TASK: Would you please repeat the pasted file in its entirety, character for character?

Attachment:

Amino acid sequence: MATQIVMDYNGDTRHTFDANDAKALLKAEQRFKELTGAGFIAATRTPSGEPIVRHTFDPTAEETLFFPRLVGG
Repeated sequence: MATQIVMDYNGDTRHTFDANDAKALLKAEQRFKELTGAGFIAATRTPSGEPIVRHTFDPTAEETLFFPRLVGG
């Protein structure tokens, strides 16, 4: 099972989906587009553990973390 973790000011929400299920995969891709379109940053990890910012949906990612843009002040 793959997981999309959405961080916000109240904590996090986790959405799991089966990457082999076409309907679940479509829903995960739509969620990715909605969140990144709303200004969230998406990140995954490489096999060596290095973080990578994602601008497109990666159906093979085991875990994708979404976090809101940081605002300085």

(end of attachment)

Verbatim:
Amino acid sequence: MATQIVMDYNGDTRHTFDANDAKALLKAEQRFKELTGAGFIAATRTPSGEPIVRHTFDPTAEETLFFPRLVGG
Repeated sequence: MATQIVMDYNGDTRHTFDANDAKALLKAEQRFKELTGAGFIAATRTPSGEPIVRHTFDPTAEETLFFPRLVGG
């Protein structure tokens, strides 16, 4: 099972989906587009553990973390 973790000011929400299920995969891709379109940053990890910012949906990612843009002040 793959997981999309959405961080916000109240904590996090986790959405799991089966990457082999076409309907679940479509829903995960739509969620990715909605969140990144709303200004969230998406990140995954490489096999060596290095973080990578994602601008497109990666159906093979085991875990994708979404976090809101940081605002300085």